Sprint Abandons Two-Year Contract; Rolls Out ‘iPhone Forever’ Plan

SprintSprint Corp has joined the ranks of other U.S. wireless telephone companies like T-Mobile US Inc and Verizon Communications Inc in scrapping away two-year contracts that used to be the industry standard. The company rolled out its new iPhone Forever leasing plan which allows customers to own an iPhone 6 for $22 a month over and above the typical monthly service fees.

The new plan also gives customers the chance to upgrade to the latest iPhone model at the end of the year when it becomes available. If they want to upgrade, they need to trade in their current device which must be in working condition. Sprint also gives clients the chance to purchase the unit directly if they want to keep it.

Customers can further slash down their monthly rate to $15 a month if they trade in their existing smartphones before December 31. Upgrades made after this date will bring the rate back to $22 a month.

Sprint introduced its lease option last year. However, compared to its latest iPhone Forever promotion which allows users to upgrade every year, the previous plan only allows customers to get a new iPhone every couple of years.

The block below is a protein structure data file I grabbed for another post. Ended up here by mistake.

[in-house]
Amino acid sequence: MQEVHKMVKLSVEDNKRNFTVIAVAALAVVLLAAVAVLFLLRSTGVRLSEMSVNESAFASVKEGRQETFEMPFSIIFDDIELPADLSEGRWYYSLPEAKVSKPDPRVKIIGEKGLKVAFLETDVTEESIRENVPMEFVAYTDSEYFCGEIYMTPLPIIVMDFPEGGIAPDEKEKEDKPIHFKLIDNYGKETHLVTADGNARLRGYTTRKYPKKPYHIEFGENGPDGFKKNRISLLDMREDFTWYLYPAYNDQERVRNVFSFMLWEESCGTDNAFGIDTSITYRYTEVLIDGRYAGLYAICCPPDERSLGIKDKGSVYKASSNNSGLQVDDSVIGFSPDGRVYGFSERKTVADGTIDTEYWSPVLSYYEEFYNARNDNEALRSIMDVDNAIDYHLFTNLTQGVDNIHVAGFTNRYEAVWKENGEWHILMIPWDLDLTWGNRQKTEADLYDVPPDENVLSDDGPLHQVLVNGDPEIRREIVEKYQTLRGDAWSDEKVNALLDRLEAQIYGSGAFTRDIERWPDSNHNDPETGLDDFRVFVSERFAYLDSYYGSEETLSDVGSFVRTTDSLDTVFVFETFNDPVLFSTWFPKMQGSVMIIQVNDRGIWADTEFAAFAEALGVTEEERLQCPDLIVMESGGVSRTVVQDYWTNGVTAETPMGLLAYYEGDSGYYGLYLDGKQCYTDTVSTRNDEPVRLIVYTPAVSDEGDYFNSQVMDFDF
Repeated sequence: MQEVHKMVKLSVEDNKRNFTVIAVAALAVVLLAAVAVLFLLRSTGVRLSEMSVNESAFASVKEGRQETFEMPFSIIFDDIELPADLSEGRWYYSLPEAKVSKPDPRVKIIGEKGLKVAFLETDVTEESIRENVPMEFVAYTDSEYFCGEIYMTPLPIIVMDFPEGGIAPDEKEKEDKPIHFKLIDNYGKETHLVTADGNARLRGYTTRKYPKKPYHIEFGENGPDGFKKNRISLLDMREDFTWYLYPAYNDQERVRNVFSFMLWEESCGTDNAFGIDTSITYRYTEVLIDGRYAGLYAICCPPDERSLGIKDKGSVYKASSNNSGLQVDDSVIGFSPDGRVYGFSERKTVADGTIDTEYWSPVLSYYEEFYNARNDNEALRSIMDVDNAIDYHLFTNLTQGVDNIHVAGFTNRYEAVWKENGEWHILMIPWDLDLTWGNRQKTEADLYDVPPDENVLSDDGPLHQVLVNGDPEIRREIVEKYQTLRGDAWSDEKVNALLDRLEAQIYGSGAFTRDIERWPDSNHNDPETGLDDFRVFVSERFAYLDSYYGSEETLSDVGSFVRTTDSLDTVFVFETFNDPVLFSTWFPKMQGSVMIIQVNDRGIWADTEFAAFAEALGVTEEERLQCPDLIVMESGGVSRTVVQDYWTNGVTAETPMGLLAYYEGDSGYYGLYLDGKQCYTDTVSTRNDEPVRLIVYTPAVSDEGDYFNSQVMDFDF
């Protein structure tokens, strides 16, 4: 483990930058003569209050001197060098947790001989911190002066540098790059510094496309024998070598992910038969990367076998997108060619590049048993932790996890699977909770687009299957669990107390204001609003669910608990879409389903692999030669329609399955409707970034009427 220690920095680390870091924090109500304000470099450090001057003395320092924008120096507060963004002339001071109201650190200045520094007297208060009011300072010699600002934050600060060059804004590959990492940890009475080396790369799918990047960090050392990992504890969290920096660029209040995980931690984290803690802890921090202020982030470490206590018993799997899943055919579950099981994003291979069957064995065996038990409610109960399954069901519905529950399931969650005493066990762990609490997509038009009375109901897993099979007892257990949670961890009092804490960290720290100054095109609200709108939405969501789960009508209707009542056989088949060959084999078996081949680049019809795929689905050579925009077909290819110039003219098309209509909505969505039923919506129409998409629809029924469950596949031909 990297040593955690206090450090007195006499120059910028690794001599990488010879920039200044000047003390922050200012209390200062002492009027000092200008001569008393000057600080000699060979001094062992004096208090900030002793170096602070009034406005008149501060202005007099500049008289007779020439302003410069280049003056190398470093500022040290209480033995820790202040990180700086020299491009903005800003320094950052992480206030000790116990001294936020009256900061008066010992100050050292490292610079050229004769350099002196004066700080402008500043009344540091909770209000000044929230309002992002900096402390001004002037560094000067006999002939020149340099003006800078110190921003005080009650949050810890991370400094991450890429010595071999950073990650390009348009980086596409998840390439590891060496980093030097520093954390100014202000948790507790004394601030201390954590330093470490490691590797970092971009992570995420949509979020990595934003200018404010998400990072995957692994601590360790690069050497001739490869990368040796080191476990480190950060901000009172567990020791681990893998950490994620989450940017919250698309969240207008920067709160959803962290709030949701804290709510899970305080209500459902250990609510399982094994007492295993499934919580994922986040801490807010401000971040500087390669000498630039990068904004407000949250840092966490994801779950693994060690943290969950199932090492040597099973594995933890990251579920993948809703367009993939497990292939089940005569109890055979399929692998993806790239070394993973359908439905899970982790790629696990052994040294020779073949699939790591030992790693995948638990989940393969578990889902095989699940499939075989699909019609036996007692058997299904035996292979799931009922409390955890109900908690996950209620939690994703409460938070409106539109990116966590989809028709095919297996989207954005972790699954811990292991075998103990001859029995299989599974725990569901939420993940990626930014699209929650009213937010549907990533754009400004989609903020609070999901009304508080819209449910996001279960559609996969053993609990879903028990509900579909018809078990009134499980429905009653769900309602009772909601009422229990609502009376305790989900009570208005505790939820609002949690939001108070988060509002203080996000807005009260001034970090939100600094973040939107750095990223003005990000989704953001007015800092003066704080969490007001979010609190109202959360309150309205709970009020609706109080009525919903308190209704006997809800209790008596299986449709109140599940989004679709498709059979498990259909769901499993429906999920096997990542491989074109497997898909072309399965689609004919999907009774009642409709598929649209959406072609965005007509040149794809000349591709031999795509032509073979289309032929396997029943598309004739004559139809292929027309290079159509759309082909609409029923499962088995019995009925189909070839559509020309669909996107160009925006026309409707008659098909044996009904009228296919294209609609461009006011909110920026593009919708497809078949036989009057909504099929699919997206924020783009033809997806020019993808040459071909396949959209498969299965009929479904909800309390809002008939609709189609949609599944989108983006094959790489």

In an interview with The Wall Street Journal, Sprint Chief Executive Officer Marcelo Claure said that they will be following the leasing model completely by the end of 2015. This would mean that customers would only be able to get their smartphones from Sprint if they lease or pay for it in cash.

Two-year contracts used to be the standard in the U.S. wireless phone industry. Customers agree to be bound by these agreements in exchange for a lower phone price. The current trend, however, is for companies to provide inexpensive monthly plans minus the contract. However, clients are required to pay for the unit through monthly installments, usually lasting a couple of years.

The latest promotion is part of Sprint’s move to lure customers back. The intense competition in the wireless network industry as well as less than optimum network performance has resulted in customers leaving, CNET reported.

Sprint has fallen behind T-Mobile and now ranks fourth in the U.S. when it comes to the number of subscribers in its network. In the quarter ending June 30, its total connections reached 57.7 million, a little short of the 58.9 million total connections of rival T-Mobile, The WSJ reported.


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